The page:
Written by Petty Officer 1st Class Laura Myers for dvids (Defense Visual Information Distribution Service)
September is Pain Awareness Month. Various organizations use this time to raise awareness of issues of pain and pain management. Naval Medical Center Portsmouth’s (NMCP) Pain Management Clinic and Interdisciplinary Pain Medicine Clinic provide in-depth treatment methods which supports the Bureau of Medicine and Surgery (BUMED) Navy Comprehensive Pain Management Program (NCPMP).
NCPMP is an initiative to aid in the restoration of function and relief of pain by broadening access to evidence-based, standardized, multimodal and interdisciplinary pain across Navy Medicine, ensuring treatment efficacy through practice guidelines, education and analysis of treatment outcomes.
“The Navy Comprehensive Pain Management Program is not just a matter of seeing us (physicians) and having procedures and medications, it’s a more holistic approach to the individual that examines everything about their life, like what they eat, how stressed they are, how they are sleeping and their activities throughout the day, because all of those things are contributors to wellness, well-being, how the patient perceives pain and how they will react to our treatments,” said Lt. Cmdr. Benjay Kempner, a Pain Medicine Fellow in NMCP’s Pain Management Clinic. “Much of the recovery we found out is dependent on these factors, individual effort and other things they do to rehabilitate and fix the things that cause the pain to begin with.”
This program focuses on pain management therapies and education, alternative ways to combat pharmacologic approaches, including opioid therapy.
“All of this is to combat the opioid epidemic and for opioid safety,” said Lt. Cmdr. Victor Rivera, an NMCP pain management attending physician in the Pain Management Clinic. “Everything we do is to get our patients off opioids or to significantly reduce the use.”
Some of the pain management procedures are injections such as epidural steroid injections, facet injections, facet blocks and nerve blocks. Alternative therapies for pain management include acupuncture, physical therapy, pain psychology, Alpha-Stim and pain education.
“Once your pain gets to about the three-month mark, it becomes chronic pain,” said Michele Guse, NMCP’s Interdisciplinary Pain Medicine Clinic manager. “It is something that we have to learn to live with and deal with and learn to get through our daily activities with, it’s probably not going away.”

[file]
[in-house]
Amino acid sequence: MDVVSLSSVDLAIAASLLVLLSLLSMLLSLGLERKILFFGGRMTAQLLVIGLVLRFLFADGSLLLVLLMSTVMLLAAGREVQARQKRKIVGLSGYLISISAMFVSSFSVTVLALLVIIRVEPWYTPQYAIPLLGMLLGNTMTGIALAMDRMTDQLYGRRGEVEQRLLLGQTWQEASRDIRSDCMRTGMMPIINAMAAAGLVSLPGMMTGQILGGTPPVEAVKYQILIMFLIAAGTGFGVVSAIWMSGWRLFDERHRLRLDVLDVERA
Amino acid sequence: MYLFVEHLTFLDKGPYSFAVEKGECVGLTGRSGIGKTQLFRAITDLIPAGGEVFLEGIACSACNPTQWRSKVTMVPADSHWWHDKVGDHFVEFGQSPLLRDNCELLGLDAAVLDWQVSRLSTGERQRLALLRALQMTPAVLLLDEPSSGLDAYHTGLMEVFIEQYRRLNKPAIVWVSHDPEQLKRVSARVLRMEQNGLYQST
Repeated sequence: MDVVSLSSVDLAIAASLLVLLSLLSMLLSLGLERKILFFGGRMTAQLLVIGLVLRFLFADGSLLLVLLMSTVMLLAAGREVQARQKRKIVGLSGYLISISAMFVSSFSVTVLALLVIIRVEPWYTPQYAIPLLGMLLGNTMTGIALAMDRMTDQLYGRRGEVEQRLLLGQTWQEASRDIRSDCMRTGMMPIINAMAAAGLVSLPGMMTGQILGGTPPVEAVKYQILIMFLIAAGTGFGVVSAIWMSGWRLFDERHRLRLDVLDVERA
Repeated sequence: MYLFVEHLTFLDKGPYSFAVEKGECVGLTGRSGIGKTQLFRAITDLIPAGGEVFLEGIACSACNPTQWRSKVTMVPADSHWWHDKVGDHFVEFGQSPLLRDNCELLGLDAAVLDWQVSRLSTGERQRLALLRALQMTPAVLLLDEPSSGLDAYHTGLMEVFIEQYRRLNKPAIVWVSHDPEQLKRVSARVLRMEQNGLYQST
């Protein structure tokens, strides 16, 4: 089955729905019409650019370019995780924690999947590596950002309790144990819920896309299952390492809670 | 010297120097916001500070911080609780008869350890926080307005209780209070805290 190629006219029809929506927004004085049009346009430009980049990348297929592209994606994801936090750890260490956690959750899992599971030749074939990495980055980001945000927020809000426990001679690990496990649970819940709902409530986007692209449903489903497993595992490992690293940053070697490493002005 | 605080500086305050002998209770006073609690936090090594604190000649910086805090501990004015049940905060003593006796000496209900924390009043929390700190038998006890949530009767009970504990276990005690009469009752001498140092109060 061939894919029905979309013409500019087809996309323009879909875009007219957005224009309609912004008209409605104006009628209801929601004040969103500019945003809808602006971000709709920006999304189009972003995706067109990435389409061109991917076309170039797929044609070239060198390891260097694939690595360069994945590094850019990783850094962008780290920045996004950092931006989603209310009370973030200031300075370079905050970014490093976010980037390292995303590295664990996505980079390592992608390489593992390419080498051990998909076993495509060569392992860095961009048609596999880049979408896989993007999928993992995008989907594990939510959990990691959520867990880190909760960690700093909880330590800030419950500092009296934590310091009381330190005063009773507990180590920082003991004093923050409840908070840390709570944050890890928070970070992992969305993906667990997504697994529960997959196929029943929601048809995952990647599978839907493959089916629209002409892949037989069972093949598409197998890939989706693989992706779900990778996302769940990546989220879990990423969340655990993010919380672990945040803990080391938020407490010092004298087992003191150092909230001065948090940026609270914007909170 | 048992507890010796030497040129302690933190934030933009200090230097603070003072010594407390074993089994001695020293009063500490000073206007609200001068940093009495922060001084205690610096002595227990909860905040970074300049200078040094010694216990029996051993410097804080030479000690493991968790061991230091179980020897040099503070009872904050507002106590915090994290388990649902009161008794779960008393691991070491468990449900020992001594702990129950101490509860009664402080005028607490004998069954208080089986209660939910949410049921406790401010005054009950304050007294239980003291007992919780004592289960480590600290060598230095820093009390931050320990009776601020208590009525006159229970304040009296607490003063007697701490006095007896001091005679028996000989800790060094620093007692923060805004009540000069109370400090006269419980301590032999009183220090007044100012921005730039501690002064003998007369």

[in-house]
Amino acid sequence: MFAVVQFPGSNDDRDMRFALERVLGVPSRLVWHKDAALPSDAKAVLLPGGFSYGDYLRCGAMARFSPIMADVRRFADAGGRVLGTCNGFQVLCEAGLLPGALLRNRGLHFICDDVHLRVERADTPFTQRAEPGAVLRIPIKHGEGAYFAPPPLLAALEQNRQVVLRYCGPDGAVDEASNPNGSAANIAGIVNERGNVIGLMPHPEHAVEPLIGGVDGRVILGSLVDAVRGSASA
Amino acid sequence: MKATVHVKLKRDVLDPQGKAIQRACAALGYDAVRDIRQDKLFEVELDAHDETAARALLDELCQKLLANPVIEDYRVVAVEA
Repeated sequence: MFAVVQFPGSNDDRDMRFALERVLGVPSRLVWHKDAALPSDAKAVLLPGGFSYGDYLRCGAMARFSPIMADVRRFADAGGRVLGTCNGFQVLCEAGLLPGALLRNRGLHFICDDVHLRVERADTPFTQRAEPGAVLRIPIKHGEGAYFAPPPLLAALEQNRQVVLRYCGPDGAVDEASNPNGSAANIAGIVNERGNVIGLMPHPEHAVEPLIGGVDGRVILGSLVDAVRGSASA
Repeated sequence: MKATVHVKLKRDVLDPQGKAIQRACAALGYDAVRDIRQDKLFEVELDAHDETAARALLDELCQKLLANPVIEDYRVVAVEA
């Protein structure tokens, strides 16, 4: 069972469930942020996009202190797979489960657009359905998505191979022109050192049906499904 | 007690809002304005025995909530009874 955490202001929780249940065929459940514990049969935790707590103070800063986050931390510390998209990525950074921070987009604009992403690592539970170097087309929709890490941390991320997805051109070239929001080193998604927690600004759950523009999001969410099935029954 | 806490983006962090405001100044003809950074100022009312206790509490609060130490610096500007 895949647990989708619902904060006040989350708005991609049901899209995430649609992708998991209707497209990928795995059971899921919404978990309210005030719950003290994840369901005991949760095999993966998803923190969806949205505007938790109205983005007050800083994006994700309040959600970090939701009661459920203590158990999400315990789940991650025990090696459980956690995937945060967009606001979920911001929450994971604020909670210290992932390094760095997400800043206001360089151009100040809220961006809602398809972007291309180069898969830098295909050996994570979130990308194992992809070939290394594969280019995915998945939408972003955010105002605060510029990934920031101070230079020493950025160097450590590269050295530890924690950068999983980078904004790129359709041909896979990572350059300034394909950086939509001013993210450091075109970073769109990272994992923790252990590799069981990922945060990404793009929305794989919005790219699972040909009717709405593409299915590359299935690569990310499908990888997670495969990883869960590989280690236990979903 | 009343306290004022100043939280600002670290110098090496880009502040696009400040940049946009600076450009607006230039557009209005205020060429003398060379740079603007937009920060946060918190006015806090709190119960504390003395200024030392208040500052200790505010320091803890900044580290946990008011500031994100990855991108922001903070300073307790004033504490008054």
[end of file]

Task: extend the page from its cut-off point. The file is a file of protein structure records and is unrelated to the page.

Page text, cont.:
Acupuncture, a traditional Chinese medicine, is used to manage pain because needles are inserted in to certain points of the body that have more nerve endings and blood vessels and it is believed that there is a cascade of chemicals and hormones that are created because of how the nervous system reacts.
“This creates what we call happy hormones, serotonin and dopamine, to help reduce pain and make you feel relaxed, happier and helps improve mood and sleep,” said Neida Fedison, the acupuncturist for NMCP’s Interdisciplinary Pain Medicine Clinic. “The more complex part of the Chinese medicine is the belief that the whole body contains energy, and that energy gets blocked and it disrupts the natural balance when we suffer any physical, mental or emotional trauma. Acupuncture helps to regain that balance.”
Physical therapy treatments are not the traditional physical therapy sessions. The physical therapist focuses on stretching, movement, yoga classes and pool therapy.
“For people with pain, traditional physical therapy has not been 100% successful, so the therapists focus on movement with pain and what is safe to do,” Guse said.
NMCP has two pain psychologists and they do a myriad of different therapies, including cognitive behavior therapy, independent and group sessions, acupuncture relaxation therapy and pain education.
“Pain education teaches people how to learn to live with their pain, mostly from a psychology perspective,” said Darren Love, a pain psychologist for NMCP’s Interdisciplinary Pain Medicine Clinic. “Teaching patients what is chronic pain and ways to learn to live with it. We teach them how to communicate more effectively with others and they learn how to manage stress, all of those things, and more, are built into the program to, again, teach them to learn how to live with their pain.”
The newest pain management therapy offered at NMCP is Alpha-Stim. It is a clinically proven medical device that relieves anxiety, insomnia and depression using electromedical technology. Alpha-Stim begins at the electron level, allowing the body’s cells to return to their natural functioning state.
“Our goal is to help our patients learn how to manage their pain so they can live the life they want without it causing so much distress,” Love said. “If we can improve their mood and their sleeping, we are more likely to improve their overall pain and their perception of pain, allowing them to stay on active duty.”
As the U. S. Navy’s oldest, continuously-operating hospital since 1830, Naval Medical Center Portsmouth proudly serves past and present military members and their families. The nationally acclaimed, state of the art medical center, including its ten branch and TRICARE Prime clinics, serves the Hampton Roads area and additionally offers premier research and teaching programs designed to prepare new doctors, nurses and hospital corpsmen for future roles in healing and wellness.
Alpha-Stim is a fast, safe, and effective treatment for acute, chronic, and post-traumatic pain. It is an FDA cleared, handheld medical device, backed by over 100 independent studies and trusted by the U.S. military. Since Alpha-Stim is not a drug, there is no risk of addiction or lasting side effects. It is available by prescription in the United States and over the counter in other countries. Get started today!